The island looking to China for brides
Japan's population has been gradually ageing and shrinking for several years. Remote communities far from the big cities are feeling the changes most - places such as Shiraishi-jima, one of hundreds of small islands which dot the Seto Inland Sea.
In the classroom of a secondary school on a hill overlooking the Inland Sea, Sunao Amano is giving a talk with slides.
Outside it's a sultry summer's day. Swallows skim to and fro above the little fields of mulberry bushes.
The classroom windows are open and Amano's words of wisdom drift lazily out on the afternoon breeze, mingling with the plaintive calls of distant buzzards cruising on the thermals.
Amano is not a regular teacher. He's a local farmer who grows snow peas and squashes for a living. He's been invited to the school to describe the work he does, and maybe try to convince his audience that they too might one day make a living out of growing vegetables.
Amano's talk is a red-letter day for the school, an imposing two-storey building, complete with sports ground, gym and running track. All the pupils are there to listen. All eight of them. The entire seven-strong teaching staff has turned out too.
The little island of Shiraishi-jima is just a 20-minute ferry ride from the mainland port of Kasaoka. But the short hop from the hubbub and the hurly burly of Honshu's jam-packed south-eastern seaboard to the island's soft and languid silences is like a trip to a different world.
The island is roughly three miles long, and mile or so across. Its granite spine is a switchback range of steep forested hills crowned with rock formations sculpted by wind and rain. From the top there are spectacular views over the island spangled Inland Sea.
Amy Chavez was born and raised in the American state of Ohio. She came to Shiraishi 17 years ago, fell in love with the place, and has lived here ever since. She earns a living as a freelance writer and running a summer beach bar on the island's main strand. When Chavez first arrived on the island there were nearly 1,000 people living there. Today there are just 570. Many of them are elderly.
In fact there are some people on the island who seem incredibly old. Gnarled and wizened with weather-beaten faces, the colour of teak, they look like ancient trees from a Japanese garden. But they're incredibly sprightly too. Out - at daybreak - hoeing their vegetable plots, or trundling their shopping trolleys at a rate of knots up the steep little lanes out of the village.
A comparative youngster is 68-year-old Taiko Amano. All of her 11 children have upped sticks and left the island, and Taiko is a widow. But she says she will never leave the island. Her house is the home of her dead husband's ancestors, and she must care for them. Besides she loves her island.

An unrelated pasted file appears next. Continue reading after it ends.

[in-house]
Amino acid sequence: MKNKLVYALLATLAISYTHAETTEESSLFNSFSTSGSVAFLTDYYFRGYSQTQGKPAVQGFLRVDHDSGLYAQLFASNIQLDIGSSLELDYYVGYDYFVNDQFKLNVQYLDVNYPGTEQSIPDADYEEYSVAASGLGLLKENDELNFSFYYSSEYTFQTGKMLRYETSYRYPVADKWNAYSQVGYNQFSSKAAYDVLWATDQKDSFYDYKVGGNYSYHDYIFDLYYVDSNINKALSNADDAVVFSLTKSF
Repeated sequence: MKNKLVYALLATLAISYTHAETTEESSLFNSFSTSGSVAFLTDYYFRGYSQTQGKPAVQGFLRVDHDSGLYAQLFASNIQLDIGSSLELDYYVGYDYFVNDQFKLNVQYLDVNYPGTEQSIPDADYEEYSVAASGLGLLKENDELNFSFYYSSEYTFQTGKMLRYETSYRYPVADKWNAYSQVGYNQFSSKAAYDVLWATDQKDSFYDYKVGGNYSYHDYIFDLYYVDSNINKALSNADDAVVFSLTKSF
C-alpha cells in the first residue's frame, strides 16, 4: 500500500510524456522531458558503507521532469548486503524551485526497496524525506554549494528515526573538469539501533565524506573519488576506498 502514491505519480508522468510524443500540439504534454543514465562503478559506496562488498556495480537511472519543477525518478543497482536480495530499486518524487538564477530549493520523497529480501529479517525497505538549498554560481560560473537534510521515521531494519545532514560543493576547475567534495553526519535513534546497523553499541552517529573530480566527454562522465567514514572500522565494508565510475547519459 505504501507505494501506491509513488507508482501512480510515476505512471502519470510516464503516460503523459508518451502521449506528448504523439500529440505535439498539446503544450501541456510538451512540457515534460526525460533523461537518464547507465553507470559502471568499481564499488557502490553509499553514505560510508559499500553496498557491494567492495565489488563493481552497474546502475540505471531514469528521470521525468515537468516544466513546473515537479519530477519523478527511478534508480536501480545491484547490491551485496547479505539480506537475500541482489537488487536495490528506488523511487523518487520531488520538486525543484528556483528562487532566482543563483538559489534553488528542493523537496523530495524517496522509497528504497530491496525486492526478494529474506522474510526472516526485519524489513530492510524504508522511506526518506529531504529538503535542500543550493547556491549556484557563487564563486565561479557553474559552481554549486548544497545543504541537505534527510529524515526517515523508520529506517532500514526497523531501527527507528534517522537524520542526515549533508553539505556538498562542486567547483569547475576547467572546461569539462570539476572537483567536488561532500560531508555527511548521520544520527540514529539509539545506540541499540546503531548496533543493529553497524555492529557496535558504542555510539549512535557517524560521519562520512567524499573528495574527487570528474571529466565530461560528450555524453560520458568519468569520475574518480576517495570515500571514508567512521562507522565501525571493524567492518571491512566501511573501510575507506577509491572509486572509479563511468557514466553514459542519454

But people are leaving. In the village there are scores of houses where now only the ghosts of dead ancestors reside. Shuttered, they stand silent and empty.
Things might be different if there were job opportunities. There was once a stone quarry on the island. But that closed.
Fishing is the main occupation. A handful of fishing smacks sail out from the harbour - sea bream and Japanese Spanish mackerel are regular catches. But some of the island's fishermen have also been trawling for wives. Shiraishi-jima now has five Chinese brides, and they've had 11 children.
With more children running around, there's hope the threat to close the island's school may yet be fought off. Amy Chavez thinks closing the school would be a tipping point for the island, it would stop being a real community then. Should that matter? One more Japanese village which puts the shutters up?
The answer - as far as Chavez is concerned - is to be found as night falls on a patch of dusty gravel behind the village hall. To a drumbeat which has echoed here down the centuries, the villagers are practising a dance called the Shiraishi Odori. It commemorates a sea battle fought 800 years ago between rival clans in which it's said the Inland Sea turned crimson with the blood of the dead.
No other island in the Seto Sea has the dance for each island is unique. If Shiraishi-jima dies - its traditions and folk memories will die with it, and a tiny part of the planet's cultural DNA will have been lost forever.
Up at the school on the hill Amano gave his talk on the cultivation of snow peas, the walls are hung with photographs of happy looking students on school trips to Tokyo. The lure of the bright lights burns strongly for most young people, but hopefully Amano can persuade some of them there's a happy future to be had here on Shiraishi-jima.
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